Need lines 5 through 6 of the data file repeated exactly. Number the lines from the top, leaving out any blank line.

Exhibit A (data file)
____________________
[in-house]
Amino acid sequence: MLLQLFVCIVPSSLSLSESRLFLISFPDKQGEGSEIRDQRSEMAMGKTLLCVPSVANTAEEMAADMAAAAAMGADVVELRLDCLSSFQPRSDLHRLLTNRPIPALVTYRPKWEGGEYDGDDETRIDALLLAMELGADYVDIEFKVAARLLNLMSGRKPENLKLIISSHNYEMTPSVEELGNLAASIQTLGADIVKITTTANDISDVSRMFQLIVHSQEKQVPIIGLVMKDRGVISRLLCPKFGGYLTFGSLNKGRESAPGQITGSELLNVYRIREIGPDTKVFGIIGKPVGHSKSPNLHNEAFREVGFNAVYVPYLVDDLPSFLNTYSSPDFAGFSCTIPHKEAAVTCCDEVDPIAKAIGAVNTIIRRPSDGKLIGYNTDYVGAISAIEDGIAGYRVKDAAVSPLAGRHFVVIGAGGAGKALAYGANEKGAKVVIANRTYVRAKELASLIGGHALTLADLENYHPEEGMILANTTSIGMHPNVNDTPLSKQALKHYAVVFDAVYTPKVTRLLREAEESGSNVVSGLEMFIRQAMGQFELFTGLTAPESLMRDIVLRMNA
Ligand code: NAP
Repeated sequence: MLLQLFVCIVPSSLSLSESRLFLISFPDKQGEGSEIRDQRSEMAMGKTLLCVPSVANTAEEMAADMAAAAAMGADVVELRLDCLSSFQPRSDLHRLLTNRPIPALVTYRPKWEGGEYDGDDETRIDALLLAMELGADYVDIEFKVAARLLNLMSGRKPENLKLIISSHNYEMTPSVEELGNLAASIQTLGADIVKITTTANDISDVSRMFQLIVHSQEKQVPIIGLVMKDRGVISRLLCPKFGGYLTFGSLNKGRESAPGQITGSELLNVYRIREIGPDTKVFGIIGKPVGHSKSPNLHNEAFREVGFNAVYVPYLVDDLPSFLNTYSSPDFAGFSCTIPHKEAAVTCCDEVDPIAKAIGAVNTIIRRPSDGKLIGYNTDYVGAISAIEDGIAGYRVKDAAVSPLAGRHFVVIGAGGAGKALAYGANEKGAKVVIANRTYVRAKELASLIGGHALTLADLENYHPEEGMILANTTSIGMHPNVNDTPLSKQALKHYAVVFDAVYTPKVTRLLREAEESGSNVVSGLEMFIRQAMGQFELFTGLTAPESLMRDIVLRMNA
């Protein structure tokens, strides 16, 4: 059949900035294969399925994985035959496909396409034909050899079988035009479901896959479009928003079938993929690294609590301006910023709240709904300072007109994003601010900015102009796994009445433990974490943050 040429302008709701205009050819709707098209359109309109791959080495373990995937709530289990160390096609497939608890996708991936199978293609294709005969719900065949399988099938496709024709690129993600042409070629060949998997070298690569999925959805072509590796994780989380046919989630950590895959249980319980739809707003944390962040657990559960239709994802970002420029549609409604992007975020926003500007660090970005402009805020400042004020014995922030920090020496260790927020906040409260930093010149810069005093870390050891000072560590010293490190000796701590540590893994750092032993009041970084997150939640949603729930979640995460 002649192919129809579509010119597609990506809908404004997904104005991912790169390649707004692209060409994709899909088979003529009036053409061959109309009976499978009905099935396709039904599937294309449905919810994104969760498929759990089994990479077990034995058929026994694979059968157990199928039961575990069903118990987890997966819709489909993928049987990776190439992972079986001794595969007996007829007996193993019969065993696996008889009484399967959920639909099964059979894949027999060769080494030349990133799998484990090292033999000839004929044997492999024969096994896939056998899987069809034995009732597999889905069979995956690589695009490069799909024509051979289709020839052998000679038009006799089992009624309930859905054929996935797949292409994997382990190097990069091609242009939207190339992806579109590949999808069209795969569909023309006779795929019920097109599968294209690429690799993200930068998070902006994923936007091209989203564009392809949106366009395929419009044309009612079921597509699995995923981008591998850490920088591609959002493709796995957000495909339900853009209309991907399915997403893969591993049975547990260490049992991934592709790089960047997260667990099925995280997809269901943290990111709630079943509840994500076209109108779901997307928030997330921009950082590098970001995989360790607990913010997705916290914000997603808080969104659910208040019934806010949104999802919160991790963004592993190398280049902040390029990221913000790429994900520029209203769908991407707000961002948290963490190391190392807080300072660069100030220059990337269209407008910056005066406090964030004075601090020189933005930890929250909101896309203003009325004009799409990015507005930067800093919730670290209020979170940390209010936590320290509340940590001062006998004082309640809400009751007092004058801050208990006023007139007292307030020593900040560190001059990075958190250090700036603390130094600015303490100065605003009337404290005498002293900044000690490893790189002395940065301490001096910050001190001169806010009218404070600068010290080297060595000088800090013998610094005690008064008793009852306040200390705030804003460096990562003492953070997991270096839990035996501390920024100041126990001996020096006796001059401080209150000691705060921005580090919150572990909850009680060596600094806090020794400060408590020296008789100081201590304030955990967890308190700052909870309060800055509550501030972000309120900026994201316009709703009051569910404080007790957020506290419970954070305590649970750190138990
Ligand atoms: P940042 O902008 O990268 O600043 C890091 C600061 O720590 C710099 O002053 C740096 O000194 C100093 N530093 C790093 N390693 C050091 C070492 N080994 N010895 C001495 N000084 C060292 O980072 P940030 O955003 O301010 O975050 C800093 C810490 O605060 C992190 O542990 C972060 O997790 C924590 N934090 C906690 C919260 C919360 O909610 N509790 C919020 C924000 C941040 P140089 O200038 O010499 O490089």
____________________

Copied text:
């Protein structure tokens, strides 16, 4: 059949900035294969399925994985035959496909396409034909050899079988035009479901896959479009928003079938993929690294609590301006910023709240709904300072007109994003601010900015102009796994009445433990974490943050 040429302008709701205009050819709707098209359109309109791959080495373990995937709530289990160390096609497939608890996708991936199978293609294709005969719900065949399988099938496709024709690129993600042409070629060949998997070298690569999925959805072509590796994780989380046919989630950590895959249980319980739809707003944390962040657990559960239709994802970002420029549609409604992007975020926003500007660090970005402009805020400042004020014995922030920090020496260790927020906040409260930093010149810069005093870390050891000072560590010293490190000796701590540590893994750092032993009041970084997150939640949603729930979640995460 002649192919129809579509010119597609990506809908404004997904104005991912790169390649707004692209060409994709899909088979003529009036053409061959109309009976499978009905099935396709039904599937294309449905919810994104969760498929759990089994990479077990034995058929026994694979059968157990199928039961575990069903118990987890997966819709489909993928049987990776190439992972079986001794595969007996007829007996193993019969065993696996008889009484399967959920639909099964059979894949027999060769080494030349990133799998484990090292033999000839004929044997492999024969096994896939056998899987069809034995009732597999889905069979995956690589695009490069799909024509051979289709020839052998000679038009006799089992009624309930859905054929996935797949292409994997382990190097990069091609242009939207190339992806579109590949999808069209795969569909023309006779795929019920097109599968294209690429690799993200930068998070902006994923936007091209989203564009392809949106366009395929419009044309009612079921597509699995995923981008591998850490920088591609959002493709796995957000495909339900853009209309991907399915997403893969591993049975547990260490049992991934592709790089960047997260667990099925995280997809269901943290990111709630079943509840994500076209109108779901997307928030997330921009950082590098970001995989360790607990913010997705916290914000997603808080969104659910208040019934806010949104999802919160991790963004592993190398280049902040390029990221913000790429994900520029209203769908991407707000961002948290963490190391190392807080300072660069100030220059990337269209407008910056005066406090964030004075601090020189933005930890929250909101896309203003009325004009799409990015507005930067800093919730670290209020979170940390209010936590320290509340940590001062006998004082309640809400009751007092004058801050208990006023007139007292307030020593900040560190001059990075958190250090700036603390130094600015303490100065605003009337404290005498002293900044000690490893790189002395940065301490001096910050001190001169806010009218404070600068010290080297060595000088800090013998610094005690008064008793009852306040200390705030804003460096990562003492953070997991270096839990035996501390920024100041126990001996020096006796001059401080209150000691705060921005580090919150572990909850009680060596600094806090020794400060408590020296008789100081201590304030955990967890308190700052909870309060800055509550501030972000309120900026994201316009709703009051569910404080007790957020506290419970954070305590649970750190138990
Ligand atoms: P940042 O902008 O990268 O600043 C890091 C600061 O720590 C710099 O002053 C740096 O000194 C100093 N530093 C790093 N390693 C050091 C070492 N080994 N010895 C001495 N000084 C060292 O980072 P940030 O955003 O301010 O975050 C800093 C810490 O605060 C992190 O542990 C972060 O997790 C924590 N934090 C906690 C919260 C919360 O909610 N509790 C919020 C924000 C941040 P140089 O200038 O010499 O490089």